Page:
Pay Attention to Your Metformin HCL ER Diabetes Costs

If you examine your claims data, th-1-3-53-38-pmyou’ll likely discover that among your “Top 50 Most Expensive Drugs” is a line item for generic “metformin HCL ER”.

Metformin HCL is a longstanding, very inexpensive diabetes treatment. And ER stands for “extended release”.

There are metformin HCL ER treatments that are very inexpensive. So the question is: Why would this line item be among your “Top 50” most expensive drugs?

The answer: There are certain generic forms of metformin HCL ER that are absurdly expensive, while others bear the low-costs that you’d expect. But it’s reasonably likely that many (if not most) of your beneficiaries are unknowingly using the high-cost forms of this drug.

To help you understand what is taking place, we provide you with the following Chart, reflecting, first, the “immediate release” version of metformin, and then the 3 “extended release” generic versions of this drug. Our 3 columns for each drug identify each of the dosage strengths, the GSN identifiers, and the per ‘unit’ cost based on current retail Average Acquisition Costs (AACs). Focus in particular on the far right column, reflecting the per unit AACs (reported average retail acquisition costs):

Metformin (immediate release): The reference drug is Glucophage:

· 500 mg 13318 $0.0141

· 850 mg 16441 $0.023

· 1,000 mg 40974 $0.0234

(i) Metformin ER: The reference drug is Glucophage XR:

· 500 mg 46754 $0.0395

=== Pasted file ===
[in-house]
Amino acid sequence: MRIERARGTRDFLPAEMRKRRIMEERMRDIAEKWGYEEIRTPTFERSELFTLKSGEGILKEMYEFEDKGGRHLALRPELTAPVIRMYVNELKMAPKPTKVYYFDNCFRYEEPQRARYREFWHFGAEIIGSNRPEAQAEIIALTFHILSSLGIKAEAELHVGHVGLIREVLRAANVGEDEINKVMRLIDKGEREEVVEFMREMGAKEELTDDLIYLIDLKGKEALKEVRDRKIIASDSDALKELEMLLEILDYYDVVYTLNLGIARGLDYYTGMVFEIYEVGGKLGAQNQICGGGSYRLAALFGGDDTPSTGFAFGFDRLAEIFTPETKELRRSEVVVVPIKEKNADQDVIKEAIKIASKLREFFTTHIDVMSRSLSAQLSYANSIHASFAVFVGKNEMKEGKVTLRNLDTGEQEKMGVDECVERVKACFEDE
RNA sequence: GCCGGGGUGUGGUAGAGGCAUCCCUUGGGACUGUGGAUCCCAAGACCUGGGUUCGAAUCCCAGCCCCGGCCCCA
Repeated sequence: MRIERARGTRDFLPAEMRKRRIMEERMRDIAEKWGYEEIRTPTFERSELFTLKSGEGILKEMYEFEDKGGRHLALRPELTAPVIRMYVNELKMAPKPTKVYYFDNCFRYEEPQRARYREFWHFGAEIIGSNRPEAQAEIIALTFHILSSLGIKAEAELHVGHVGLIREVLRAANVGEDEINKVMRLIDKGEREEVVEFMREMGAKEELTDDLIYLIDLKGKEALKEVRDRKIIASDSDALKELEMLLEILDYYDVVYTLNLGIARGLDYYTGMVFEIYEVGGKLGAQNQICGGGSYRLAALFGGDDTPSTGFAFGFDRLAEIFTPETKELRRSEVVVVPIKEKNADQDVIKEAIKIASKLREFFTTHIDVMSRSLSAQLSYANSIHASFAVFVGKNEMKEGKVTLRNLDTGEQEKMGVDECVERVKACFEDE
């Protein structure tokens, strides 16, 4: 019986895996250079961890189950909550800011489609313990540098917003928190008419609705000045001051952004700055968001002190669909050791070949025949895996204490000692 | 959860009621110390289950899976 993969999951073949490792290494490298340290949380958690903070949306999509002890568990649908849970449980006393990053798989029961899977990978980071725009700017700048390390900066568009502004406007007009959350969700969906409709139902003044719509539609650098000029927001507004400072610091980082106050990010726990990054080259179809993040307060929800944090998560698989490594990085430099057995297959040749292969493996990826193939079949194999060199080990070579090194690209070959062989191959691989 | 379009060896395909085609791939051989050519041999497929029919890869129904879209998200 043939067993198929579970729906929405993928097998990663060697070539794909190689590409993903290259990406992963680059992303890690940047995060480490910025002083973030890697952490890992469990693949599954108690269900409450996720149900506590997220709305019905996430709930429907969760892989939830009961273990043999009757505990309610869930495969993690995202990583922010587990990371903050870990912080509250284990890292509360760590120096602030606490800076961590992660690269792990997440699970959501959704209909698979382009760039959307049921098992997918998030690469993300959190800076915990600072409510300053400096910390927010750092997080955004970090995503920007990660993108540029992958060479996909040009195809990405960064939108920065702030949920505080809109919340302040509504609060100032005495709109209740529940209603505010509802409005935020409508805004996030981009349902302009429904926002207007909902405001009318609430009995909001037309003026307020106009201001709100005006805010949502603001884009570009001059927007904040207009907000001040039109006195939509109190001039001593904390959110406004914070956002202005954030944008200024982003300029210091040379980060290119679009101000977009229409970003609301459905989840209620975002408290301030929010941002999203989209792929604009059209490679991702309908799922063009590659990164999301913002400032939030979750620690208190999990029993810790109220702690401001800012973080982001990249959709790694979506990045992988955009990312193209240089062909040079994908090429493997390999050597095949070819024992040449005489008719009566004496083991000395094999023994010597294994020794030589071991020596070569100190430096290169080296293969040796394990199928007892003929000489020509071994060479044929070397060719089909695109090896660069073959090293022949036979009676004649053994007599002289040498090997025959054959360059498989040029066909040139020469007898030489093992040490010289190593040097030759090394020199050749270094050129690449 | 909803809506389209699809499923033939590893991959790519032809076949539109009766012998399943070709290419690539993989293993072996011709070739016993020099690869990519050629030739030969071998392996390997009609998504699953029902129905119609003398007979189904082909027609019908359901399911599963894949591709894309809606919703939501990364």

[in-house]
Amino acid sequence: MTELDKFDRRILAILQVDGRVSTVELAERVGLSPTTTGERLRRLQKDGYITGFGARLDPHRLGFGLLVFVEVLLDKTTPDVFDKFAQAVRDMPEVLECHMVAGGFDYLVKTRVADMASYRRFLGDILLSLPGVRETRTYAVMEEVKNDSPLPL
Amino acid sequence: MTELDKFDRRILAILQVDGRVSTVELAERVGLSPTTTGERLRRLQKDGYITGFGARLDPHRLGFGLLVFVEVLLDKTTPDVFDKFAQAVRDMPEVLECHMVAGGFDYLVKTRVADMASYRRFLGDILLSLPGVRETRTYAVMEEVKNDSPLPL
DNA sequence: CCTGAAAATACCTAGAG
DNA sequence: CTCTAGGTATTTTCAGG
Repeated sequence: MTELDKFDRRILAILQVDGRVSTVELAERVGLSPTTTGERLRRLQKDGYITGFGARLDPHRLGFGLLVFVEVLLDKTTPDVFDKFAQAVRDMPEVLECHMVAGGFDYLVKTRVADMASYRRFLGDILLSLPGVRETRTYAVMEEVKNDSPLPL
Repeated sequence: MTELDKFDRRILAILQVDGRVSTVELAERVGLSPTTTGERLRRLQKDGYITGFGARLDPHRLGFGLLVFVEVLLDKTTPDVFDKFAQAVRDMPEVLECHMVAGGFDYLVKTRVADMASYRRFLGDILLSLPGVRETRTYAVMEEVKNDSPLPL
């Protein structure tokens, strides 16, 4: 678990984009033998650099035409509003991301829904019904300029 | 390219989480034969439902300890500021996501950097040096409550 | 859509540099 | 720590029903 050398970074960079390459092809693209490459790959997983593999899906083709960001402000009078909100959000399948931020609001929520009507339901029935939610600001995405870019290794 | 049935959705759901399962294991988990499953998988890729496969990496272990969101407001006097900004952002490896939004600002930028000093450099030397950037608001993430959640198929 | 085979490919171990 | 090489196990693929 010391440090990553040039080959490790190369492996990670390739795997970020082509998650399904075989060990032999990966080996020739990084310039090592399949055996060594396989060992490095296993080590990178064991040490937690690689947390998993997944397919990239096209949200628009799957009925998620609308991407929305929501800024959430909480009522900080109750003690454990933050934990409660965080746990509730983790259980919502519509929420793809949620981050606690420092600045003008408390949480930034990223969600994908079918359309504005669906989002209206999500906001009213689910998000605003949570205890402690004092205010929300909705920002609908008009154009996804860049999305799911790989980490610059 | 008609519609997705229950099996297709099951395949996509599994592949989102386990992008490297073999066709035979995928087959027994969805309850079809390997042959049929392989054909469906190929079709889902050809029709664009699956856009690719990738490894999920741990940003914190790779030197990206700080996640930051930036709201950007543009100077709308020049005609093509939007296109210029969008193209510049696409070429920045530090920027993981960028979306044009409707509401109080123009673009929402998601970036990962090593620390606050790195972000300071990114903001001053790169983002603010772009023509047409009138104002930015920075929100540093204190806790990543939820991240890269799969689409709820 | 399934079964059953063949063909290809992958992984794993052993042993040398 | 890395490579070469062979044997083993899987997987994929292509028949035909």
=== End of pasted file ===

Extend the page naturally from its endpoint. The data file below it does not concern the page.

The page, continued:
· 750 mg 52080 $0.0526

(ii) Metformin OSM: The reference drug is Fortamet:

· 500 mg 54019 $5.2278

· 1,000 mg 54018 $10.9621

(iii) Metformin ER: The reference drug is Glumetza:

· 500 mg 61267 $36.2147

· 1,000 mg 61273 $83.3821

As you can see, there are big differences in cost – per unit – for the generic versions of Fortamet and Glumetza!

Thus, it’s hard to imagine why any entity would cover generic Fortamet and Glumetza products (without at least a very strict letter of medical necessity). Both are examples of generic drugs with grossly inflated costs.

Note too: It also makes no sense for plans to cover the brand versions of those two drugs since they are even more expensive. In fact, if you search your claims data for those products, you’ll likely find you’ve been spending at least $2,000 and perhaps more than $3,000 per 30 day script for brand Glumetza!

What’s the Bottom Line?

It’s important for every plan to review its claims data continuously to identify inappropriate costs and use.

For your first effort: Look at metformin HCL ER, and make sure you (i) analyze your claims data and “Top 50 Drug Lists”; (ii) determine how much you are spending on each version of these drugs; and (iii) consider blocking all high-cost generic and brand versions.

You’ll likely save considerable sums if you do.

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